IV. Adapting, Growing, and Thriving in the Future
When you think about the Iowa Law Review reaching its 100th anniversary, it is an exhilarating experience to reflect on the contributions that an amateur group of students have been able to accomplish together, consistently year after year. “[N]o law review anywhere . . . [has given] more autonomy to students than . . . Iowa,”4 and underlying the many great successes of the Law Review have always been a group of students. Students selected not by their grades, but by their desire to build, improve, and mold the Law Review into a first-class legal publication; students that are outnumbered nearly two to one in comparison to similarly ranked journals; and students who are fueled by intellectual curiosity, creative thinking, and the ability to respond to the changing times.
The mission of the Law Review has been left in the hands of students for a century, and it will be students who continue to make the Iowa Law Review what it is: a journal at the forefront of legal thought, willing to evolve and change with the profession, and devoted to representing the ideals of Iowa and the Midwest—anything but glamorous, but constantly working toward better days. Yet, one no longer doubts the Law Review’s stability and possibility to be an institution—that foundation has already been set. Nor should one question its ability to adapt and grow with the times. Instead of surviving, the concern now is thriving. While reaching a milestone as significant as a centennial is laudable in itself, it is essential now, more than ever, to recognize the pitfalls of complacence, and to remain ever diligent to our tripartite mission; a mission that will ensure that the tradition of excellence continues well into the future. It has been an honor to be even somewhat involved in this important tradition.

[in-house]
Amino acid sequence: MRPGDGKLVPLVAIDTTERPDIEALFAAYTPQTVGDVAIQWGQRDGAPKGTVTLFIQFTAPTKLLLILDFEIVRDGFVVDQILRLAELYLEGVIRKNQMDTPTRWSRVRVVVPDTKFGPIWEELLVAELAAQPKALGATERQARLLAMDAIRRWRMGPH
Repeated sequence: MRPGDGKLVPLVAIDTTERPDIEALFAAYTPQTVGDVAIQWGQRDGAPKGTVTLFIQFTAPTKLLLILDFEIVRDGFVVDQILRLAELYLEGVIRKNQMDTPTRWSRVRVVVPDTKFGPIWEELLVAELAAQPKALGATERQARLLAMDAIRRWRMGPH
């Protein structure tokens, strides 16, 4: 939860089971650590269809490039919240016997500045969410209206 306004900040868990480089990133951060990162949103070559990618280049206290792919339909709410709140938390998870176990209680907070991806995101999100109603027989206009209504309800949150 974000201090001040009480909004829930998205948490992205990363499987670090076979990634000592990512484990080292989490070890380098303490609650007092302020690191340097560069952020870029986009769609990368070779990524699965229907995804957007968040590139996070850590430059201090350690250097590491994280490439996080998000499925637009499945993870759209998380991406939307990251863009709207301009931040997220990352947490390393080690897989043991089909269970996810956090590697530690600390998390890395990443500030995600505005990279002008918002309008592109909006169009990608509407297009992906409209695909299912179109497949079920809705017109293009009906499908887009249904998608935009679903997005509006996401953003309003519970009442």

. Willard L. Boyd & Randall P. Bezanson, Iowa Law Review Centennial: Its Mission, History, and Future, 100 Iowa L. Rev. 455, 455 (2015).
. James C. Raymond, Editing Law Reviews: Some Practical Suggestions and a Moderately Revolutionary Proposal, 12 Pepp. L. Rev. 371, 378 (1985).
. Id. at 378–79.
. Willard L. Boyd & Randall P. Bezanson, Ninety Years of the Iowa Law Review: The Personalities, Policies, and Events that Shaped an Enduring Tradition in Iowa Legal Education, 91 Iowa L. Rev. 1, 12–13 (2005).